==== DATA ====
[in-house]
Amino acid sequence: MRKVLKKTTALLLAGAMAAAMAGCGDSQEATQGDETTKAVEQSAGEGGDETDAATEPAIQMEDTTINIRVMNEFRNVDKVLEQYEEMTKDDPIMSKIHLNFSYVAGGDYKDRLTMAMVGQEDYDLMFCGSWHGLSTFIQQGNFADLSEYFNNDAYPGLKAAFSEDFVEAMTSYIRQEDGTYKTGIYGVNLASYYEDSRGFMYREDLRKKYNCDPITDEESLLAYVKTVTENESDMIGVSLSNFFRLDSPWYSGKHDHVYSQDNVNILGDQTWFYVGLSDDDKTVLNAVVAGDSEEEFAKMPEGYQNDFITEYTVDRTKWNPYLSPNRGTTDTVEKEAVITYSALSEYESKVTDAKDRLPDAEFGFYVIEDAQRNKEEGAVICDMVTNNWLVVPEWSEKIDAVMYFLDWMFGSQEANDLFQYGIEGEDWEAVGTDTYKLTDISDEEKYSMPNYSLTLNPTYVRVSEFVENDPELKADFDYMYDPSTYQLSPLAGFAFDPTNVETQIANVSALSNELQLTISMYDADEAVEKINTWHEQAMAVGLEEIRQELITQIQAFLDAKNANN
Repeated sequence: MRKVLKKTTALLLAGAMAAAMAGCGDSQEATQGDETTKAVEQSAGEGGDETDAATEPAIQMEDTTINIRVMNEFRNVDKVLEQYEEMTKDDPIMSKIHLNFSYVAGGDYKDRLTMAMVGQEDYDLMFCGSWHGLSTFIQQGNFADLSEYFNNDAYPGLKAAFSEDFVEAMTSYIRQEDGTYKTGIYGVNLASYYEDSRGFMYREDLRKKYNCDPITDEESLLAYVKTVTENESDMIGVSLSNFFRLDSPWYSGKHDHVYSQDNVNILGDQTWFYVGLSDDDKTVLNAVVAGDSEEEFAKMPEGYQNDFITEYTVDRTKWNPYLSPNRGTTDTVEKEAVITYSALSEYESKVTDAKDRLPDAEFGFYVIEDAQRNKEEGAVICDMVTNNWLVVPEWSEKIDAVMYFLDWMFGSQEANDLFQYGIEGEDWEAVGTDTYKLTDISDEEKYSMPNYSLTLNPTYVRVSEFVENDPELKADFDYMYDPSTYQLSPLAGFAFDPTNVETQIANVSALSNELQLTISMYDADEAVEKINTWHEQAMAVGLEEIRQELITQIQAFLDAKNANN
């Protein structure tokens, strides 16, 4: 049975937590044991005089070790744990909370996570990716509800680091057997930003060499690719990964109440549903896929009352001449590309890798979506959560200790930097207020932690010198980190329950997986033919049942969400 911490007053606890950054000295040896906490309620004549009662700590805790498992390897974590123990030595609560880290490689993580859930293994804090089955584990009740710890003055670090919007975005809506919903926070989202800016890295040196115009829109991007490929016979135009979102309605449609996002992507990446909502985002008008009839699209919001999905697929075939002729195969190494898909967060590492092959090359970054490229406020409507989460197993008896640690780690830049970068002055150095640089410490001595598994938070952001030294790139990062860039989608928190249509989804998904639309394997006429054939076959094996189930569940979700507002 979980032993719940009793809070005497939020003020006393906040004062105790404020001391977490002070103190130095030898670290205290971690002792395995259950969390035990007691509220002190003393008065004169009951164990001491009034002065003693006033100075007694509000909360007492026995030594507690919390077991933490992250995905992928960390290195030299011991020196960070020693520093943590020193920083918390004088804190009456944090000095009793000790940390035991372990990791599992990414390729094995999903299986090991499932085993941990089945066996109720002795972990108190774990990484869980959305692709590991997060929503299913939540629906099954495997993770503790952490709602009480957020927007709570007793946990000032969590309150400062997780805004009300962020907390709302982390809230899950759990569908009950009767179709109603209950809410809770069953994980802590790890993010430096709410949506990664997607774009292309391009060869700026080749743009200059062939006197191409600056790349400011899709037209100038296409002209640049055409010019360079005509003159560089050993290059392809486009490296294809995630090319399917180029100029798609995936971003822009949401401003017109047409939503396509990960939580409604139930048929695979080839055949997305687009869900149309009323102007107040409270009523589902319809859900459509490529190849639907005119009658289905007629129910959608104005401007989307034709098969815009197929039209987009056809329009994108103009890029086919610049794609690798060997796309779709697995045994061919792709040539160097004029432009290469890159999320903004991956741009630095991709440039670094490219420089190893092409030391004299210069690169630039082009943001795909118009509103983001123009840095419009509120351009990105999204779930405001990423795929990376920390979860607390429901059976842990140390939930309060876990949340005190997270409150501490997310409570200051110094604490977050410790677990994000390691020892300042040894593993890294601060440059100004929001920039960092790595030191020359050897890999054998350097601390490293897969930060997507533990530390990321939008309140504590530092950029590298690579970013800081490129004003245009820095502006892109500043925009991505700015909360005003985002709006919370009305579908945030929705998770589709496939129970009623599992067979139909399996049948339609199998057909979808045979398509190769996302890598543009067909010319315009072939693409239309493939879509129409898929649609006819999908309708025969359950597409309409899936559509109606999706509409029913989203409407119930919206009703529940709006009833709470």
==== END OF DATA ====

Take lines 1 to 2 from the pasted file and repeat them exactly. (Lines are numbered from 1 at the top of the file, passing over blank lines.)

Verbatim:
[in-house]
Amino acid sequence: MRKVLKKTTALLLAGAMAAAMAGCGDSQEATQGDETTKAVEQSAGEGGDETDAATEPAIQMEDTTINIRVMNEFRNVDKVLEQYEEMTKDDPIMSKIHLNFSYVAGGDYKDRLTMAMVGQEDYDLMFCGSWHGLSTFIQQGNFADLSEYFNNDAYPGLKAAFSEDFVEAMTSYIRQEDGTYKTGIYGVNLASYYEDSRGFMYREDLRKKYNCDPITDEESLLAYVKTVTENESDMIGVSLSNFFRLDSPWYSGKHDHVYSQDNVNILGDQTWFYVGLSDDDKTVLNAVVAGDSEEEFAKMPEGYQNDFITEYTVDRTKWNPYLSPNRGTTDTVEKEAVITYSALSEYESKVTDAKDRLPDAEFGFYVIEDAQRNKEEGAVICDMVTNNWLVVPEWSEKIDAVMYFLDWMFGSQEANDLFQYGIEGEDWEAVGTDTYKLTDISDEEKYSMPNYSLTLNPTYVRVSEFVENDPELKADFDYMYDPSTYQLSPLAGFAFDPTNVETQIANVSALSNELQLTISMYDADEAVEKINTWHEQAMAVGLEEIRQELITQIQAFLDAKNANN